This all works out just fine, with a couple of twists. As the ancient ones warned Elsa, “Fear is the enemy.” And love is of course the answer. But this is not ye old “true love” where the damsel in distress gets saved by the gentleman caller. Oh no. This love is all about sisters. Oh, the men are there – the good and the bad. And the hilarious in the form of Duke of Weselton (Robert Creighton) who is so oily he nearly oozes. His quick tango with the chorus had the audience barking laughs. It was however, too short . If you are going to play fast and loose with the story line, the least you could do is give the comic relief a bit more room in the tent. When is someone going to write a Broadway musical for Creighton to carry on his own? (Full disclosure – I am a big fan.)
And the writers do play fast and loose. The basic plot is there but the order of side events is ass over teakettle in case you care, which no one seemed to. There are also several numbers that serve no purpose other than to kill time for a scene or costume change. Nude sauna participants? Seriously? More than one item that could be surgically removed without missing a beat in the actual story.
That being said, this is a timely show for the #MeToo and the #TimesUp era. Amazing that the movie came out 5 years ago. Women risking their lives for one another is a theme we could use more of because guess what? It happens every day. And the audience agrees. This audience was in full throat at every calamity, each special effect (BRILLIANT!), and every blazing song (Levy and Murin have some serious pipes). They roared their approval at every triumph and were ready to accept the challenge Elsa proclaimed:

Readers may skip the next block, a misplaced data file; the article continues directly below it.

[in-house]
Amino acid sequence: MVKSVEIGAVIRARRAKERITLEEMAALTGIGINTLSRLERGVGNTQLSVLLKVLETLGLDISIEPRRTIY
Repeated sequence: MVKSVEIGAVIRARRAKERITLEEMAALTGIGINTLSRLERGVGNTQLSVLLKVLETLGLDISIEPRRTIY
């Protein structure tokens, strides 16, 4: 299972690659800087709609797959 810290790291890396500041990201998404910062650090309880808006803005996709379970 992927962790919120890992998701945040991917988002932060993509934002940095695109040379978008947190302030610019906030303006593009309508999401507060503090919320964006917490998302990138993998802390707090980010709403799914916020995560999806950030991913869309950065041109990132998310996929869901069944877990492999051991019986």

Let it go…
Let it go, let it go
And I’ll rise like the break of dawn
Let it go, let it go
That perfect girl is gone
Here I stand in the light of day
Let the storm rage on
Not for nuthin’ but on the night in question I saw more booster seats than I have ever seen at a show. Let us not forget, however, the busloads of adults who were there so that “the kids would see the show.”
PS – more than half of the kids I saw were of the male persuasion. And many of them with their fathers. Start them on the right track while they are young. Yes indeedy.
FROZEN – Directed by Michael Grandage, music and lyrics by Kristen Anderson-Lopez and Robert Lopez and book by Jennifer Lee
WITH Caissie Levy (Elsa), Patti Murin (Anna), Jelani Alladin (Kristoff), Greg Hildreth (Olaf), John Riddle (Hans), Robert Creighton (Weselton), Kevin Del Aguila (Oaken), Timothy Hughes (Pabbie), Andrew Pirozzi (Sven), Audrey Bennett and Mattea Conforti (Young Anna), Brooklyn Nelson and Ayla Schwartz (Young Elsa). Alicia Albright, Tracee Beazer, Wendi Bergamini, Ashley Blanchet, James Brown III, Claire Camp, Lauren Nicole Chapman, Spencer Clark, Jeremy Davis, Kali Grinder, Ashley Elizabeth Hale, Zach Hess, Donald Jones, Jr., Nina Lafarga, Ross Lekites, Austin Lesch, Synthia Link, Travis Patton, Adam Perry, Jeff Pew, Olivia Phillip, Noah J. Ricketts, Ann Sanders, Jacob Smith and Nicholas Ward.
Scenic and costume design – Christopher Oram, lighting design – Natasha Katz, sound design by – Peter Hylenski, video design – Finn Ross, puppet design by Michael Curry, hair design by David Brian Brown, makeup design by Anne Ford-Coates and special effects design by Jeremy Chernick.
Music Supervisor – Stephen Oremus is music supervisor; Dave Metzger (orchestrations), Chris Montan (executive music producer), David Chase (additional dance arrangements) and Brian Usifer (music director).
Disney Theatrical Productions under the direction of Thomas Schumacher presents FROZEN at the historic St. James Theatre (246 West 44th Street). Tickets